Three muscles connect with its anterior surface — the sternohyoid, the omohyoid, and the sternocleidomastoid muscle; along the inner boundary lies the thyroid vein. The trachea, the common carotid, the thyroid gland with all its vessels, the vena innominata, and the lower section of the larynx all connect with its posterior surface from below upwards, as does the arteria innominata on the right side.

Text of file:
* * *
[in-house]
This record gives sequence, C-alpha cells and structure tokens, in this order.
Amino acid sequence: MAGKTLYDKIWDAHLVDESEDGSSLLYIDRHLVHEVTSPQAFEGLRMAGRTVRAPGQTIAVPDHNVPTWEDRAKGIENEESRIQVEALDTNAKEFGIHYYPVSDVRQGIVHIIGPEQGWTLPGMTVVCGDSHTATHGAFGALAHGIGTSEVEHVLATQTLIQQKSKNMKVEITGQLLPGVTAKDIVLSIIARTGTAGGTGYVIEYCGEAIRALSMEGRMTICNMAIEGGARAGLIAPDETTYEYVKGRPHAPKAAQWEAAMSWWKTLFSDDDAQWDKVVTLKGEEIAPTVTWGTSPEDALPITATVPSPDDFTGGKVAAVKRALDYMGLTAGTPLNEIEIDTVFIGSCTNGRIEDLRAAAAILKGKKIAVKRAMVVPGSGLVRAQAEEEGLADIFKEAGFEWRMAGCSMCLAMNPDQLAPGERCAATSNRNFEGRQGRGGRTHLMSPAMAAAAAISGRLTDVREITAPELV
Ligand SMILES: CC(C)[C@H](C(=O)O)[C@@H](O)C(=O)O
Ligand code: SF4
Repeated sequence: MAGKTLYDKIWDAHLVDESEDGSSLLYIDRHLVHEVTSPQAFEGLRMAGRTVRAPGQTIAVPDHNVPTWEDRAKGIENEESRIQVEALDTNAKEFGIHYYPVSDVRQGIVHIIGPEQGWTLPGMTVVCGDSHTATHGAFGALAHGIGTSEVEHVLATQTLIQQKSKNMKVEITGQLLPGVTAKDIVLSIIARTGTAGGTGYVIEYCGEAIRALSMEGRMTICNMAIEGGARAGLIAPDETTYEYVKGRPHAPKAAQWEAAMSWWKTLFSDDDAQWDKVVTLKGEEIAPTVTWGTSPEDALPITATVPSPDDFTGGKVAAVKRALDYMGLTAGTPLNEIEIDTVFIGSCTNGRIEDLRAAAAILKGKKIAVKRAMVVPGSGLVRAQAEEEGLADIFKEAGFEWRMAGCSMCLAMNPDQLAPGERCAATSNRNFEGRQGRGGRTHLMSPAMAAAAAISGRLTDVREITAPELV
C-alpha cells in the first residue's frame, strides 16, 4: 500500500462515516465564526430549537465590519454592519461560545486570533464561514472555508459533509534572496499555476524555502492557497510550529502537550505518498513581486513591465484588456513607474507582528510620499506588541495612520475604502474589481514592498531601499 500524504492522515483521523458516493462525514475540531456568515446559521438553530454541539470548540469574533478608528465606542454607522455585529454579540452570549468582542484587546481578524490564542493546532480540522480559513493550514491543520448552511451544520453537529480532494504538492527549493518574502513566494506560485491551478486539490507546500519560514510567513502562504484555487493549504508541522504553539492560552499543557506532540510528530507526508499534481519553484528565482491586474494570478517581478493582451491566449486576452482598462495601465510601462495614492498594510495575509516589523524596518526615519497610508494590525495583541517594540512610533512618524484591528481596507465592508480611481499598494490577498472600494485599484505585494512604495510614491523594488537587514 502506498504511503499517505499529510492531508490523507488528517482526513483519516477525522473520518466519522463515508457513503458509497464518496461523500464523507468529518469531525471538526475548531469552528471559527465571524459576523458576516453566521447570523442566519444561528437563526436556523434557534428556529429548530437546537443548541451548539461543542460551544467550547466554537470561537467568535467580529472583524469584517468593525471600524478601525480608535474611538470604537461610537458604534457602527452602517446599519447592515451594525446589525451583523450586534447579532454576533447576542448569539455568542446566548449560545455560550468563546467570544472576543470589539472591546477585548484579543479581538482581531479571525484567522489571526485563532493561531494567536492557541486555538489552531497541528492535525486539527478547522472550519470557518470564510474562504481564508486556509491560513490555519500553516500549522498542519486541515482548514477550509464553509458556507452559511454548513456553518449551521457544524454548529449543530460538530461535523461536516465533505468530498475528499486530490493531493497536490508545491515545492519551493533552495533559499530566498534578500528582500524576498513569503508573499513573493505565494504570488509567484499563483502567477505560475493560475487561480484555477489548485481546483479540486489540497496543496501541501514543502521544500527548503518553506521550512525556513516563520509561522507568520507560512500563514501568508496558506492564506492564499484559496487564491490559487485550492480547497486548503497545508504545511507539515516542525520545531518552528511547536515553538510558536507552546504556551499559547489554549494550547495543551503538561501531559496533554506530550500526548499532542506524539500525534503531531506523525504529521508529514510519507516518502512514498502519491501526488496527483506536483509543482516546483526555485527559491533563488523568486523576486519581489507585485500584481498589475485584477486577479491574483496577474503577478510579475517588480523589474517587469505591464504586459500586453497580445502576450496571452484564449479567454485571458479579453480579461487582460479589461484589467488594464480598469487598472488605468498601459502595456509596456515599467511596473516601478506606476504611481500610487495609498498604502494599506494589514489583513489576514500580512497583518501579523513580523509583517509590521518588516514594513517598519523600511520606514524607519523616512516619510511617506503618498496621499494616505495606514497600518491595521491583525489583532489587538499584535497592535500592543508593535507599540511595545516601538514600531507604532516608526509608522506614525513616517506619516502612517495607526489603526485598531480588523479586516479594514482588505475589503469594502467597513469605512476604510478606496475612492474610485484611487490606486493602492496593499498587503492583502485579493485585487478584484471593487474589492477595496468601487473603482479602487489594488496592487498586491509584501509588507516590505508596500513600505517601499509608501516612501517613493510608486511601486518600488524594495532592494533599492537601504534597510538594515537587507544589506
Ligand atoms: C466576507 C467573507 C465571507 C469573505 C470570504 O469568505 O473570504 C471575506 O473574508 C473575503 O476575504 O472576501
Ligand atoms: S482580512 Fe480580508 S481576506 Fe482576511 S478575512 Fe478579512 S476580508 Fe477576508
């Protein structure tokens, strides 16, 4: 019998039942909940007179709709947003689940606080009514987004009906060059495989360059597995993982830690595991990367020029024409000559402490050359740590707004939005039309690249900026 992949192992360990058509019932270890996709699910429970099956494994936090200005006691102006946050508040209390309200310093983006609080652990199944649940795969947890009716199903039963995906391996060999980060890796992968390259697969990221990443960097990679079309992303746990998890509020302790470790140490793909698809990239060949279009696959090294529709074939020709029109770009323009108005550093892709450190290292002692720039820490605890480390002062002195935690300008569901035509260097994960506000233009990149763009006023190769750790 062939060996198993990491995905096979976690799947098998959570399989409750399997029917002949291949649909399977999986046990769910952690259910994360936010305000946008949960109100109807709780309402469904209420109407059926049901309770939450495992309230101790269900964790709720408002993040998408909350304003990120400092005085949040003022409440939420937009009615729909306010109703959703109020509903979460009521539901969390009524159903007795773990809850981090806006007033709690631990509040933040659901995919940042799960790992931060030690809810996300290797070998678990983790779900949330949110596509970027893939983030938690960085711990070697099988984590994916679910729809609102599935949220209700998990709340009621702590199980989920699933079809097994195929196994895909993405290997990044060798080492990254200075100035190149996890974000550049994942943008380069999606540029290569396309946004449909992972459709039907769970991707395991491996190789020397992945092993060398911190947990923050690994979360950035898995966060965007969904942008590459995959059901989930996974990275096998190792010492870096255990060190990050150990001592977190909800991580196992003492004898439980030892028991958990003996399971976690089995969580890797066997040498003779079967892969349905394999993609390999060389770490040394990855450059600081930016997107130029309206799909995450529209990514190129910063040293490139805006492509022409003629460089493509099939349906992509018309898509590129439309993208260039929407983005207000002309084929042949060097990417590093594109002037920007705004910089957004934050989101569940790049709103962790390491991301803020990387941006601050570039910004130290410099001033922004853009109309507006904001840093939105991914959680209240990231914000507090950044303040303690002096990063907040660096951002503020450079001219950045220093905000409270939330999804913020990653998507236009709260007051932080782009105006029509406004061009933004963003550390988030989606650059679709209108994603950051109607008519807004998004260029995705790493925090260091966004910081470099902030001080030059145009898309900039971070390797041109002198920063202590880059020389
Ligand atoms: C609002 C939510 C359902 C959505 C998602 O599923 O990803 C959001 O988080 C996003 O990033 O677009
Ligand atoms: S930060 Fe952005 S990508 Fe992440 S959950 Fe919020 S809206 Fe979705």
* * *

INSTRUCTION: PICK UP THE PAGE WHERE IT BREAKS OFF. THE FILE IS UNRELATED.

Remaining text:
The purpose of the sternothyroid muscle is to depress the larynx. It thus plays an important role in speech production.
Variations on this muscle exist from one person to another. There may, for instance, be a lateral prolongation as far as the hyoid bone. The muscle may not even be present at all; or it may be doubled. It may also be continuous with the thyrohyoid muscle and the inferior constrictor of the pharynx. Accessory slips to the thyrohyoid muscle, the inferior constrictor, or the carotid sheath may also be present.